Driving a 4 Channel Relay Board With ESP8266-01 and MQTT and OpenHAB

Introduction: Driving a 4 Channel Relay Board With ESP8266-01 and MQTT and OpenHAB

About: I am a physician by trade. After a career in the pharmeceutical world I decided to take it a bit slower and do things I like. Other than my hobbies that involves grassroots medicine in S.E.&P Asia. I have buil…

A popular relay board that is available at the Chinese webstores is a 4 channel opto isolated relay module.
It is fairly easy to turn that into a WiFi controlled 4 channel relay with an ESP8266. Sure, a Lolin or Wemos board will do, but as we only need to control 4 channels, the simple ESP8266-01 suffices.

Both the ESP8266-01 and the relay board have their peculiarities, that in this case complement eachother. Let me explain:
The relay board I have in mind uses 4 opto isolators to control the the relay signals. I discussed the full workings of this board in in another post. For now however suffice to say the inputs need an active LOW to close the relays, while in rest, the inputs are HIGH.

The ESP-01is a bit particular with the pins it has as two of the 4 I/O pins are the pins that need to be pulled HIGH on startup. usually that's being done with 10k resistors, but here those can be omitted because pulling the GPIO pins is exactly what the relay board does

The remaining two pins of the ESP8266-01 are the UART. Those UART pins can be used as GPIO, but the problem is that they do not know that, they need to be told that they are no longer UART but in fact GPIO. We do that with a special pinMode command (more about that later).

Though the ESP8266-01 needs 3.3Volt, it is necessary to feed the board, including the optocoupler with 5Volt. The connections between the ESP8266-01 and the relay board are made as follows: A reminder: the relayboard needs 5Volt and the ESP-01 needs 3.3Volt. You could use an LDO like the AMS1117 3.3 to drop the 5Volt to 3.3 however,do not connect the two Vcc's directly. Wait, let me emphasize that: DO NOT CONNECT THE Vcc OF THE ESP TO THE VCC OF THE RELAY BORD, JUST DONT!!!!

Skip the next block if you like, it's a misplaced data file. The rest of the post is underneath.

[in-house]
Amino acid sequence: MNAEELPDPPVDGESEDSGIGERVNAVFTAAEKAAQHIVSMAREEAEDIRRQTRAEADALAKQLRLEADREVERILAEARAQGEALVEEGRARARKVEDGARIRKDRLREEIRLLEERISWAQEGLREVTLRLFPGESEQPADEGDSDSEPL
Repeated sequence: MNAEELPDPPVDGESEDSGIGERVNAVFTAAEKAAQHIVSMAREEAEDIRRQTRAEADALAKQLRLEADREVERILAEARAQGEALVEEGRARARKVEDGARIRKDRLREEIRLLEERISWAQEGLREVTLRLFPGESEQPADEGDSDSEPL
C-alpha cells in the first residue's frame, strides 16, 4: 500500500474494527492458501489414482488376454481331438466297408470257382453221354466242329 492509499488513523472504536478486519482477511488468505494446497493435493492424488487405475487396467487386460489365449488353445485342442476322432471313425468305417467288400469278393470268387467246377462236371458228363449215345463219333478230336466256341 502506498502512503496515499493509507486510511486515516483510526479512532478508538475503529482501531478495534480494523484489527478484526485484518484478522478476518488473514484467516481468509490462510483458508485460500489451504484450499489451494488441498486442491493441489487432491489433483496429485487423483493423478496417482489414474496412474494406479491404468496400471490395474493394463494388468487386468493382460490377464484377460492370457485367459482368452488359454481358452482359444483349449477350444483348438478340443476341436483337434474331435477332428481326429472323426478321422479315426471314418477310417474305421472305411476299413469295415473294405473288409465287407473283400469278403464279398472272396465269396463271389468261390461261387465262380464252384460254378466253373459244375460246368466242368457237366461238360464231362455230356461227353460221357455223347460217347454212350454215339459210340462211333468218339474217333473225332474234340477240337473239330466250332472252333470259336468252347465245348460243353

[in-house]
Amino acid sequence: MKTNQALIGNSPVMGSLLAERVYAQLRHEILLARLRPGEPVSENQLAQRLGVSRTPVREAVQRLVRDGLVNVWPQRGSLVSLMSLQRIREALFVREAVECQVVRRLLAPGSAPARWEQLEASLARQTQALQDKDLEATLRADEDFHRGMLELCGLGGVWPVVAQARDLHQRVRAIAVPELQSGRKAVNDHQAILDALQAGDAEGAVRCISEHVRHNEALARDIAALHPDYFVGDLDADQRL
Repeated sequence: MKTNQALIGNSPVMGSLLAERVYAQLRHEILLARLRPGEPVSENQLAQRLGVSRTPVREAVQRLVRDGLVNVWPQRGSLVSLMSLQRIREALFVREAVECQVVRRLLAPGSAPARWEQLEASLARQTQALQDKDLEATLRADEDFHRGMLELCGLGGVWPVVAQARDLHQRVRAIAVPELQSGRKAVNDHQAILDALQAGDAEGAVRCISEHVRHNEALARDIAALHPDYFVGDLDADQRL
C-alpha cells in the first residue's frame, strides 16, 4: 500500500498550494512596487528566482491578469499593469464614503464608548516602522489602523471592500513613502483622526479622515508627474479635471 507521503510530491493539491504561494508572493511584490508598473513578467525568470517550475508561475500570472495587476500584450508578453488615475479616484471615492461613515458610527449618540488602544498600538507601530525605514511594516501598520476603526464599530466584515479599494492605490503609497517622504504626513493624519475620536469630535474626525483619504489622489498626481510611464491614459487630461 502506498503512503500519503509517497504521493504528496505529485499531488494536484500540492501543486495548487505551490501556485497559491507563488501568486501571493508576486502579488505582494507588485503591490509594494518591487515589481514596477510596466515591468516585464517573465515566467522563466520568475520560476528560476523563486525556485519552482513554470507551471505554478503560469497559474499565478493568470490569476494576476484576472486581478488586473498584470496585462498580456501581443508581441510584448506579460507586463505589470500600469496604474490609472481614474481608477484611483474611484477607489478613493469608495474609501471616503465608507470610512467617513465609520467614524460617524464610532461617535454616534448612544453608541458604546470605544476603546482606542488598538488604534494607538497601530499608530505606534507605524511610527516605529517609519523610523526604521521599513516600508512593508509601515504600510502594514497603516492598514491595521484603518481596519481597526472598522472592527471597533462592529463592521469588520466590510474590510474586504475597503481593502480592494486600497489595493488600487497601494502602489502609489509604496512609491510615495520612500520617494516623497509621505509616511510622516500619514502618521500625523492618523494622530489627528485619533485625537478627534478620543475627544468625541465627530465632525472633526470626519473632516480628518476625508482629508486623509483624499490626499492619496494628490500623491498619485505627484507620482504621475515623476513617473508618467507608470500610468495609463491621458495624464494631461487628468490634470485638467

The program

For the program I followed the MQTT structure that is used by computourist . The idea behind that is that commands going from MQTT broker to the node are called 'southbound' ('sb'), while the ones going to the broker (so usually the ' state') are called 'northbound' ('nb'). The specific functions in the node are addressed as numbered devices. This has advantages and disadvantages. The disadvantage being that you get codes like: "home/sb/node01/dev17" rather than something like: "home/cmd/wifirelay/relay1". Also the handling of the incoming MQTT is bound to a specified length, so altering it needs to be done with some consideration. The advantages are that the handling of the code is easier and in fact extending the code with more functions is fairly easy. What happens in fact is that once a subscribed MQTT code comes in, it is stripped to a its last two digits. These digits define the function it fulfills. The Payload can be "ON", "OFF", "READ", or a number, depending on the function chosen. The "READ" payload reads and returns the state of the specific function ('device') that is being read. Some 'devices' -as for instance the IP number or the MAC address, can only be read and not 'set'.

The full list of devices is as follows:

  • 00 uptime: read uptime in minutes